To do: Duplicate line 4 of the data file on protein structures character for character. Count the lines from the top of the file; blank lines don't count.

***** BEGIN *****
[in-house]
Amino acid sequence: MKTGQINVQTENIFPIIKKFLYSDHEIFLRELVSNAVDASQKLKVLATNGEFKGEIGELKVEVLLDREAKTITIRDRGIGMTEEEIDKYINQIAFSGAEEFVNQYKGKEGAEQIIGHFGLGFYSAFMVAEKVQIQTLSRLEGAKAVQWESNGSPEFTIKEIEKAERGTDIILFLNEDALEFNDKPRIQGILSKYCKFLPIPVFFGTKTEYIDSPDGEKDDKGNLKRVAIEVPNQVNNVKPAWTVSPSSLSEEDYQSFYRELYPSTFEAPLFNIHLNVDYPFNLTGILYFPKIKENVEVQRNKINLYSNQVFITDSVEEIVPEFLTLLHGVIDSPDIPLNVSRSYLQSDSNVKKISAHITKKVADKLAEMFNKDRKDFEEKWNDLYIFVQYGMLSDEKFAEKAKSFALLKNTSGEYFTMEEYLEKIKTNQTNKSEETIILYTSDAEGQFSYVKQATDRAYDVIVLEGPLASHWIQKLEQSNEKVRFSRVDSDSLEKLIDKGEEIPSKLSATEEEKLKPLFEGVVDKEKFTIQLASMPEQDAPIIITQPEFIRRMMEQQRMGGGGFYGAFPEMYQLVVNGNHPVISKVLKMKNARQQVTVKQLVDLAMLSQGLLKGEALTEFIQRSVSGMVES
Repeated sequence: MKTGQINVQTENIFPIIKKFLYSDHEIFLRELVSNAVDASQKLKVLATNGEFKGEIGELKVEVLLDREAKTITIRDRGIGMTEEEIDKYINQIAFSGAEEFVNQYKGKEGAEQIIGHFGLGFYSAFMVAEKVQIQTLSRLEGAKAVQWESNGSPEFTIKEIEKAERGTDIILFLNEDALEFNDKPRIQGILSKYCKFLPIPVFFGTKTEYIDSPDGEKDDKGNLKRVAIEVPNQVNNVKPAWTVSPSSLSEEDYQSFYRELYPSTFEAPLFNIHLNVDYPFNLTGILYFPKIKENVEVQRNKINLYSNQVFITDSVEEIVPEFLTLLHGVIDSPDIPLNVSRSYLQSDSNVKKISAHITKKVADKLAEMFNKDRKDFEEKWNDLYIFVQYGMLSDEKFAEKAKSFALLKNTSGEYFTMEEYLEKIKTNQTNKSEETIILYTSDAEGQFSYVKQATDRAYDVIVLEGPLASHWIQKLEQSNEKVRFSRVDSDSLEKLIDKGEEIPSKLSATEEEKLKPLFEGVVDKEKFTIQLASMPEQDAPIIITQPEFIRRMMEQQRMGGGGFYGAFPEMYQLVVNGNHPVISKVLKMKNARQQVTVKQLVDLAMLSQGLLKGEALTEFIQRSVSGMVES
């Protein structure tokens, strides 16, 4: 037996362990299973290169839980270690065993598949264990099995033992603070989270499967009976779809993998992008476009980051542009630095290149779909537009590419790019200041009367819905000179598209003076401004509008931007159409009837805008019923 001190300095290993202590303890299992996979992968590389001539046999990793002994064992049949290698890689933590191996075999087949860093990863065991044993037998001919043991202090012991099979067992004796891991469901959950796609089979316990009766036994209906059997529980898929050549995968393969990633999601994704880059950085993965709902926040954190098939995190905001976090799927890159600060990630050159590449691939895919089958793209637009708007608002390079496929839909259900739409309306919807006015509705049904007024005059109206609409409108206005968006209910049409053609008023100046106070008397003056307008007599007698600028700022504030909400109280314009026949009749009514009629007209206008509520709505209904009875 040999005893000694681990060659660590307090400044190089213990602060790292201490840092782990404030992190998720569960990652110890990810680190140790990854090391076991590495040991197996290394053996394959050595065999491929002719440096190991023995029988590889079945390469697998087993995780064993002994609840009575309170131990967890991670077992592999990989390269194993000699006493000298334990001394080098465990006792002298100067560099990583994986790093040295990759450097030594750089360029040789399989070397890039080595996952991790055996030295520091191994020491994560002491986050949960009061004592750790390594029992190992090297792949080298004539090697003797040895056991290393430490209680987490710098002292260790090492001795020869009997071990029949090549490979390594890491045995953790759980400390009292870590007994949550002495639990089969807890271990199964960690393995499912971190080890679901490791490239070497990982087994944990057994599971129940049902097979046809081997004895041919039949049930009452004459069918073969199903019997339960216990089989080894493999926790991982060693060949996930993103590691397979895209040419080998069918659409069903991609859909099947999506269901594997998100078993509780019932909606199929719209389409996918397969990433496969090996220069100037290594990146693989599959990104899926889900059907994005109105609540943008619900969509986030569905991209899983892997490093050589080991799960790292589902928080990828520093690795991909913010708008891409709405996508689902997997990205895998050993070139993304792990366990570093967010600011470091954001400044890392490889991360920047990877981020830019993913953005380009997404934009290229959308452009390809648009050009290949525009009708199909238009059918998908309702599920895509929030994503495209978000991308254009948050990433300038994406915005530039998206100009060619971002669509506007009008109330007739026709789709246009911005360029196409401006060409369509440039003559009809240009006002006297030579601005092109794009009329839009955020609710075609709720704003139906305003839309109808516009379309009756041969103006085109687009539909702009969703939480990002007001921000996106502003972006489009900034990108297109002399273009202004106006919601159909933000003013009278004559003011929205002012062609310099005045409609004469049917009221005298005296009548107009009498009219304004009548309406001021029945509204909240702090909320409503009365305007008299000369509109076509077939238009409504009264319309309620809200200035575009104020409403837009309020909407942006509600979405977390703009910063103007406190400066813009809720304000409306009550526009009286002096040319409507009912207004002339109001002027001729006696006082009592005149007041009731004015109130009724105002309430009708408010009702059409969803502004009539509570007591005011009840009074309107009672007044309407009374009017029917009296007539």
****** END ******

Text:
């Protein structure tokens, strides 16, 4: 037996362990299973290169839980270690065993598949264990099995033992603070989270499967009976779809993998992008476009980051542009630095290149779909537009590419790019200041009367819905000179598209003076401004509008931007159409009837805008019923 001190300095290993202590303890299992996979992968590389001539046999990793002994064992049949290698890689933590191996075999087949860093990863065991044993037998001919043991202090012991099979067992004796891991469901959950796609089979316990009766036994209906059997529980898929050549995968393969990633999601994704880059950085993965709902926040954190098939995190905001976090799927890159600060990630050159590449691939895919089958793209637009708007608002390079496929839909259900739409309306919807006015509705049904007024005059109206609409409108206005968006209910049409053609008023100046106070008397003056307008007599007698600028700022504030909400109280314009026949009749009514009629007209206008509520709505209904009875 040999005893000694681990060659660590307090400044190089213990602060790292201490840092782990404030992190998720569960990652110890990810680190140790990854090391076991590495040991197996290394053996394959050595065999491929002719440096190991023995029988590889079945390469697998087993995780064993002994609840009575309170131990967890991670077992592999990989390269194993000699006493000298334990001394080098465990006792002298100067560099990583994986790093040295990759450097030594750089360029040789399989070397890039080595996952991790055996030295520091191994020491994560002491986050949960009061004592750790390594029992190992090297792949080298004539090697003797040895056991290393430490209680987490710098002292260790090492001795020869009997071990029949090549490979390594890491045995953790759980400390009292870590007994949550002495639990089969807890271990199964960690393995499912971190080890679901490791490239070497990982087994944990057994599971129940049902097979046809081997004895041919039949049930009452004459069918073969199903019997339960216990089989080894493999926790991982060693060949996930993103590691397979895209040419080998069918659409069903991609859909099947999506269901594997998100078993509780019932909606199929719209389409996918397969990433496969090996220069100037290594990146693989599959990104899926889900059907994005109105609540943008619900969509986030569905991209899983892997490093050589080991799960790292589902928080990828520093690795991909913010708008891409709405996508689902997997990205895998050993070139993304792990366990570093967010600011470091954001400044890392490889991360920047990877981020830019993913953005380009997404934009290229959308452009390809648009050009290949525009009708199909238009059918998908309702599920895509929030994503495209978000991308254009948050990433300038994406915005530039998206100009060619971002669509506007009008109330007739026709789709246009911005360029196409401006060409369509440039003559009809240009006002006297030579601005092109794009009329839009955020609710075609709720704003139906305003839309109808516009379309009756041969103006085109687009539909702009969703939480990002007001921000996106502003972006489009900034990108297109002399273009202004106006919601159909933000003013009278004559003011929205002012062609310099005045409609004469049917009221005298005296009548107009009498009219304004009548309406001021029945509204909240702090909320409503009365305007008299000369509109076509077939238009409504009264319309309620809200200035575009104020409403837009309020909407942006509600979405977390703009910063103007406190400066813009809720304000409306009550526009009286002096040319409507009912207004002339109001002027001729006696006082009592005149007041009731004015109130009724105002309430009708408010009702059409969803502004009539509570007591005011009840009074309107009672007044309407009374009017029917009296007539």